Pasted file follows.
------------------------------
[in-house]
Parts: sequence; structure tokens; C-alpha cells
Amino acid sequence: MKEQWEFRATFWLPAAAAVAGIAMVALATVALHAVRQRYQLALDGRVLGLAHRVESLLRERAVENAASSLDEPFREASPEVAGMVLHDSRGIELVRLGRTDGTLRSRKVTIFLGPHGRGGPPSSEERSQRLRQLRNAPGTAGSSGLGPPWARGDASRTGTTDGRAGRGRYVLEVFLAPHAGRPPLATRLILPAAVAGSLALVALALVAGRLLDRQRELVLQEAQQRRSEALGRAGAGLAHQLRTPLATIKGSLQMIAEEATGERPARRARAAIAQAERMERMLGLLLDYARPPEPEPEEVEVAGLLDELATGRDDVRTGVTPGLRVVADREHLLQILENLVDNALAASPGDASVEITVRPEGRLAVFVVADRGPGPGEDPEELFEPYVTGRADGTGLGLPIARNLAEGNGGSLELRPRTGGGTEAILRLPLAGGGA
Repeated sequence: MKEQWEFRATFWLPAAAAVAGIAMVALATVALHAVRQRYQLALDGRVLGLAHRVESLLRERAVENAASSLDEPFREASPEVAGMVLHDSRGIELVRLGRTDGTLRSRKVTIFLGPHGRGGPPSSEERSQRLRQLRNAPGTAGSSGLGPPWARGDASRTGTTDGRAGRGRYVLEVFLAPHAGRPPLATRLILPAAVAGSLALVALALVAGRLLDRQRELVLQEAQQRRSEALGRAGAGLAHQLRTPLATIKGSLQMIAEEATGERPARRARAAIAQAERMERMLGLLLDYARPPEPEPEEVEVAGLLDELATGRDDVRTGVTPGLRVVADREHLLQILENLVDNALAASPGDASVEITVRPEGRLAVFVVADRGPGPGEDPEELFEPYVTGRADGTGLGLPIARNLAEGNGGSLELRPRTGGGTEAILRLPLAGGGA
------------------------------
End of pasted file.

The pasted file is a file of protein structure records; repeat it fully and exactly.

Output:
[in-house]
Parts: sequence; structure tokens; C-alpha cells
Amino acid sequence: MKEQWEFRATFWLPAAAAVAGIAMVALATVALHAVRQRYQLALDGRVLGLAHRVESLLRERAVENAASSLDEPFREASPEVAGMVLHDSRGIELVRLGRTDGTLRSRKVTIFLGPHGRGGPPSSEERSQRLRQLRNAPGTAGSSGLGPPWARGDASRTGTTDGRAGRGRYVLEVFLAPHAGRPPLATRLILPAAVAGSLALVALALVAGRLLDRQRELVLQEAQQRRSEALGRAGAGLAHQLRTPLATIKGSLQMIAEEATGERPARRARAAIAQAERMERMLGLLLDYARPPEPEPEEVEVAGLLDELATGRDDVRTGVTPGLRVVADREHLLQILENLVDNALAASPGDASVEITVRPEGRLAVFVVADRGPGPGEDPEELFEPYVTGRADGTGLGLPIARNLAEGNGGSLELRPRTGGGTEAILRLPLAGGGA
Repeated sequence: MKEQWEFRATFWLPAAAAVAGIAMVALATVALHAVRQRYQLALDGRVLGLAHRVESLLRERAVENAASSLDEPFREASPEVAGMVLHDSRGIELVRLGRTDGTLRSRKVTIFLGPHGRGGPPSSEERSQRLRQLRNAPGTAGSSGLGPPWARGDASRTGTTDGRAGRGRYVLEVFLAPHAGRPPLATRLILPAAVAGSLALVALALVAGRLLDRQRELVLQEAQQRRSEALGRAGAGLAHQLRTPLATIKGSLQMIAEEATGERPARRARAAIAQAERMERMLGLLLDYARPPEPEPEEVEVAGLLDELATGRDDVRTGVTPGLRVVADREHLLQILENLVDNALAASPGDASVEITVRPEGRLAVFVVADRGPGPGEDPEELFEPYVTGRADGTGLGLPIARNLAEGNGGSLELRPRTGGGTEAILRLPLAGGGA